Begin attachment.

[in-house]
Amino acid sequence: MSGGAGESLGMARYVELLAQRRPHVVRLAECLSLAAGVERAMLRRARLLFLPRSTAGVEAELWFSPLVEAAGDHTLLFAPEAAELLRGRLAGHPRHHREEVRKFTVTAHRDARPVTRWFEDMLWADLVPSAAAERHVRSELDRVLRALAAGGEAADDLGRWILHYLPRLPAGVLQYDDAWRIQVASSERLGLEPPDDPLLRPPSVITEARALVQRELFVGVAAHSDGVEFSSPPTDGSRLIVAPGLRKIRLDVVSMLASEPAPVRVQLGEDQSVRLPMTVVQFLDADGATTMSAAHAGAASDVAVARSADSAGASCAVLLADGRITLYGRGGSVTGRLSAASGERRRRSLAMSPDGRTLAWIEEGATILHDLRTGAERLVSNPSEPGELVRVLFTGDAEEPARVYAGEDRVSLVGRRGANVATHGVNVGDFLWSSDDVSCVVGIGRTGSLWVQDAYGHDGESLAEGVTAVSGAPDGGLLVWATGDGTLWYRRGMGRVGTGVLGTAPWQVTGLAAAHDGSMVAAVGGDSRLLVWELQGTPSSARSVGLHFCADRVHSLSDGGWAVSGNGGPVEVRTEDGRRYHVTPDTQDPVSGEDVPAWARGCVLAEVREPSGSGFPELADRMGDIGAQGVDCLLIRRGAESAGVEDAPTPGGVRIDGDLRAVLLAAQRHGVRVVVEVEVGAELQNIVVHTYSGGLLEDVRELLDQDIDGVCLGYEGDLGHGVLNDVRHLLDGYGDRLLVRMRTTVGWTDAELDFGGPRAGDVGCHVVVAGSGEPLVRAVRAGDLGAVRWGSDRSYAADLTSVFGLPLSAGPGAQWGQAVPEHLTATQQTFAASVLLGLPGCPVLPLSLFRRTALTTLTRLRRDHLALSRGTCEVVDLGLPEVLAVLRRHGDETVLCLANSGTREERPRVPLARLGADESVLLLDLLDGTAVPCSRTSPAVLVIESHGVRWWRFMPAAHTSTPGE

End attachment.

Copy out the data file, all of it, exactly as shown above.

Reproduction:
[in-house]
Amino acid sequence: MSGGAGESLGMARYVELLAQRRPHVVRLAECLSLAAGVERAMLRRARLLFLPRSTAGVEAELWFSPLVEAAGDHTLLFAPEAAELLRGRLAGHPRHHREEVRKFTVTAHRDARPVTRWFEDMLWADLVPSAAAERHVRSELDRVLRALAAGGEAADDLGRWILHYLPRLPAGVLQYDDAWRIQVASSERLGLEPPDDPLLRPPSVITEARALVQRELFVGVAAHSDGVEFSSPPTDGSRLIVAPGLRKIRLDVVSMLASEPAPVRVQLGEDQSVRLPMTVVQFLDADGATTMSAAHAGAASDVAVARSADSAGASCAVLLADGRITLYGRGGSVTGRLSAASGERRRRSLAMSPDGRTLAWIEEGATILHDLRTGAERLVSNPSEPGELVRVLFTGDAEEPARVYAGEDRVSLVGRRGANVATHGVNVGDFLWSSDDVSCVVGIGRTGSLWVQDAYGHDGESLAEGVTAVSGAPDGGLLVWATGDGTLWYRRGMGRVGTGVLGTAPWQVTGLAAAHDGSMVAAVGGDSRLLVWELQGTPSSARSVGLHFCADRVHSLSDGGWAVSGNGGPVEVRTEDGRRYHVTPDTQDPVSGEDVPAWARGCVLAEVREPSGSGFPELADRMGDIGAQGVDCLLIRRGAESAGVEDAPTPGGVRIDGDLRAVLLAAQRHGVRVVVEVEVGAELQNIVVHTYSGGLLEDVRELLDQDIDGVCLGYEGDLGHGVLNDVRHLLDGYGDRLLVRMRTTVGWTDAELDFGGPRAGDVGCHVVVAGSGEPLVRAVRAGDLGAVRWGSDRSYAADLTSVFGLPLSAGPGAQWGQAVPEHLTATQQTFAASVLLGLPGCPVLPLSLFRRTALTTLTRLRRDHLALSRGTCEVVDLGLPEVLAVLRRHGDETVLCLANSGTREERPRVPLARLGADESVLLLDLLDGTAVPCSRTSPAVLVIESHGVRWWRFMPAAHTSTPGE